Classical music, she feels, is a “developed taste” and is indeed a bit too abstract at times. “In Hindustani music, even a bandish is not considered a composition,” explained Kamat. “It is considered very free flowing and everyone can interpret it in their manner. All of it this becomes very confusing for a lay person. It is necessary to break down what goes on in a concert for close to two hours into smaller elements: a piece begins with the aalap, the words come in only when the bandish begins, then you are just following the cycle of beats that go hand in hand with it, then you move to a faster composition and so on. When you explain this, then people can begin appreciating music. I’m still saying that maybe classical music is not everybody’s cup of tea but if you don’t expose them to it, how will they explore it?”
Slow and steady
Kamat’s introductory lesson explained why music cultures are different even when they have the same basic notes. In the first episode, she explained amplitude, frequency and other physical aspects of music. “I even thought of redoing the first episode because I wondered if I was good enough,” said Kamat. “But it was my mother’s birthday and she just urged me to put it up online as her birthday gift and that was that.”
In the week after June 16, 2014, when her first episode went online, she got a message from Abhay Nayampally, a Carnatic guitarist. “He posted a message saying his uncle came across my video and told me that I was doing a wonderful thing,” said a still-thrilled Kamat. “He really appreciated the fact that the series talks about basics and said he was looking forward to more episodes.”
Kamat feels an affinity for teaching, inspired by her parents, she said. “My mother runs a playschool and my father is a dental surgeon and they’ve always been wonderful teachers to me. Maybe that’s also why I like the idea of simplifying things to their core.”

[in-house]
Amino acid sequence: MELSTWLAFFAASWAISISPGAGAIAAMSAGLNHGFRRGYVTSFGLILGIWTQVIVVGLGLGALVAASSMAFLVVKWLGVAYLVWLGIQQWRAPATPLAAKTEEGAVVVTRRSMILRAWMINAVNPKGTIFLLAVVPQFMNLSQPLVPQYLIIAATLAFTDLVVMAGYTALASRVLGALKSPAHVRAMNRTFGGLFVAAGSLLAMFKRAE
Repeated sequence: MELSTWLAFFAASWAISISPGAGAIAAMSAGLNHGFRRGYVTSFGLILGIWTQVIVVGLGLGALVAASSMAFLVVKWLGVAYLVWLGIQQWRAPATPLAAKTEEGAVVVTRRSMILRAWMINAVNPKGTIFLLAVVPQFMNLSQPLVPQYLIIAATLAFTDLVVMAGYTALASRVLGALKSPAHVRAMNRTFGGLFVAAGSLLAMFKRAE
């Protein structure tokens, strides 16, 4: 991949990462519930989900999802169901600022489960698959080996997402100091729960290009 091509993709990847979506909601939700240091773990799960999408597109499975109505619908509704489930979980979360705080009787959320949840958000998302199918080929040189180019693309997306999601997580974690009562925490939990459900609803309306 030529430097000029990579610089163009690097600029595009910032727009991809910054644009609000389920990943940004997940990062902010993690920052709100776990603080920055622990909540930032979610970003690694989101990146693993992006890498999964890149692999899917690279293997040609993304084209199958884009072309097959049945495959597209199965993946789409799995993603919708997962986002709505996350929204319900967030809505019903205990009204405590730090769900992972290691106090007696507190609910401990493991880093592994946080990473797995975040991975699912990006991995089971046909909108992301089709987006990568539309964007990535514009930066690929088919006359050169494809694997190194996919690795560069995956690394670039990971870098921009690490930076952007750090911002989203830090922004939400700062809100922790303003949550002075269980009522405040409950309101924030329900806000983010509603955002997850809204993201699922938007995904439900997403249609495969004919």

After the fourth episode, Kamat realised that some of the videos had begun to go viral. “I couldn’t believe the channel had started to get so many subscribers,” she said. “What I was shy about though, was replying to comments that were posted under the videos. I’d generally stay online for an hour and try to reply to videos and after that never look at the video again.”
The comments have generally been supportive, added Kamat. “There’s no-one asking me to shut it down and all that. What I did notice though was that the audience viewing the videos is largely male and between the age group of 18 and 30. I was initially a bit taken aback by this but then I asked my other YouTuber friends and said that that’s the Indian crowd that’s online in general and shows up on viewership statistics across genres.”
These days, Kamat regularly performs at Sugam Sangeet concerts in Mumbai and teaches music at her house. Her larger aim is to become a professional classical musician. She only posts new videos when she feels she has enough material for another episode and does not tie herself down to posting regularly.
Kamat also views her channel as an attempt to create what she describes as the patrons of classical music in today’s times. “There is no rich king who will offer patronage anymore,” she said. “Musicians have come out in the economy and it is up to the audience to appreciate it. At least for the sake of preserving a culture and that too, such an intricate and deep culture.”
Does she feel the competition in the world of YouTubers?
“Everyone wants chamatkarik music – music that stuns or some phrase or refrain that is dramatic,” Kamat said. “They are all behind grabbing eyeballs. But I’ve always been someone who is fond of simplicity.”
The success of the channel though has brought with it invitations for musical lecture demonstrations from across the country. In these sessions, Kamat recreates a part of what she does in her episodes but also interacts with her audience about what they have wondered about classical music. She has also been invited to be a music consultant for web series (Kamat says she is not at liberty to reveal more about them). This month, she is also is conducting a radio series called The World of the Seven Swaras for All India Radio that threshes out several intricate concepts of world music. “I never expected all of this,” said Kamat. “This is all very overwhelming and wonderful.”